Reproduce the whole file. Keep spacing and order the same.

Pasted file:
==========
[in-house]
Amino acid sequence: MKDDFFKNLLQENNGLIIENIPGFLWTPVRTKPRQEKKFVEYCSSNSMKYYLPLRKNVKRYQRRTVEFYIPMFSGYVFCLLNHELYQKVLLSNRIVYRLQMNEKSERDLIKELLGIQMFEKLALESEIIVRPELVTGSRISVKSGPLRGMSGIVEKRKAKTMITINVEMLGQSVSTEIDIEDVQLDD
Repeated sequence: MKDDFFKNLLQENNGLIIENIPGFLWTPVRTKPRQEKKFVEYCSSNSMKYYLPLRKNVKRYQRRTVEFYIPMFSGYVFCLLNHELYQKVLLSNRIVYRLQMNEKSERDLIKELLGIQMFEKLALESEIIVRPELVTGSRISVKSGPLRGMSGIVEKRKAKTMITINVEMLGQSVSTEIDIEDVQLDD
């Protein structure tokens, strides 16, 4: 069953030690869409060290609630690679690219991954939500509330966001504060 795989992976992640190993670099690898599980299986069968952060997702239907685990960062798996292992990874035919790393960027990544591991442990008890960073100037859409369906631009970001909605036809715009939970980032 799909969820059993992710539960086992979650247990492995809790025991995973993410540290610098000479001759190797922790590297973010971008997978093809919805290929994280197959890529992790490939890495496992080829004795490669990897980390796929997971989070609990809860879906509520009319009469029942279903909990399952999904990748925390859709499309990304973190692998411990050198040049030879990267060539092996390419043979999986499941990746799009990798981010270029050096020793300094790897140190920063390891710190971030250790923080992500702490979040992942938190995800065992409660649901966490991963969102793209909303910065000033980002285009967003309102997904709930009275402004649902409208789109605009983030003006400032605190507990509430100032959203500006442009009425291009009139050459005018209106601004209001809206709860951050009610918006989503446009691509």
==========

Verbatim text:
[in-house]
Amino acid sequence: MKDDFFKNLLQENNGLIIENIPGFLWTPVRTKPRQEKKFVEYCSSNSMKYYLPLRKNVKRYQRRTVEFYIPMFSGYVFCLLNHELYQKVLLSNRIVYRLQMNEKSERDLIKELLGIQMFEKLALESEIIVRPELVTGSRISVKSGPLRGMSGIVEKRKAKTMITINVEMLGQSVSTEIDIEDVQLDD
Repeated sequence: MKDDFFKNLLQENNGLIIENIPGFLWTPVRTKPRQEKKFVEYCSSNSMKYYLPLRKNVKRYQRRTVEFYIPMFSGYVFCLLNHELYQKVLLSNRIVYRLQMNEKSERDLIKELLGIQMFEKLALESEIIVRPELVTGSRISVKSGPLRGMSGIVEKRKAKTMITINVEMLGQSVSTEIDIEDVQLDD
């Protein structure tokens, strides 16, 4: 069953030690869409060290609630690679690219991954939500509330966001504060 795989992976992640190993670099690898599980299986069968952060997702239907685990960062798996292992990874035919790393960027990544591991442990008890960073100037859409369906631009970001909605036809715009939970980032 799909969820059993992710539960086992979650247990492995809790025991995973993410540290610098000479001759190797922790590297973010971008997978093809919805290929994280197959890529992790490939890495496992080829004795490669990897980390796929997971989070609990809860879906509520009319009469029942279903909990399952999904990748925390859709499309990304973190692998411990050198040049030879990267060539092996390419043979999986499941990746799009990798981010270029050096020793300094790897140190920063390891710190971030250790923080992500702490979040992942938190995800065992409660649901966490991963969102793209909303910065000033980002285009967003309102997904709930009275402004649902409208789109605009983030003006400032605190507990509430100032959203500006442009009425291009009139050459005018209106601004209001809206709860951050009610918006989503446009691509």